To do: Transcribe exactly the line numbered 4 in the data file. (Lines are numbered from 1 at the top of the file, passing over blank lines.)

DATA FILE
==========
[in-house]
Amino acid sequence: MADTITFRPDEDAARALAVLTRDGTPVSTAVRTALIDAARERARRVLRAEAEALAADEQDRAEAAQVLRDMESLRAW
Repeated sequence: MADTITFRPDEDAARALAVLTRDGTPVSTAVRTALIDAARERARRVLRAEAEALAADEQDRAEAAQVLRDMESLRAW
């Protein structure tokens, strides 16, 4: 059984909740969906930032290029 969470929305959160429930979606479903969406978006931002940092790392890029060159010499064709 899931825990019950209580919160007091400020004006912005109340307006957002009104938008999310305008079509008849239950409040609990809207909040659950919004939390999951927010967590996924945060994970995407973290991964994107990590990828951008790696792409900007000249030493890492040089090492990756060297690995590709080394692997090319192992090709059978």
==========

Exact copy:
């Protein structure tokens, strides 16, 4: 059984909740969906930032290029 969470929305959160429930979606479903969406978006931002940092790392890029060159010499064709 899931825990019950209580919160007091400020004006912005109340307006957002009104938008999310305008079509008849239950409040609990809207909040659950919004939390999951927010967590996924945060994970995407973290991964994107990590990828951008790696792409900007000249030493890492040089090492990756060297690995590709080394692997090319192992090709059978």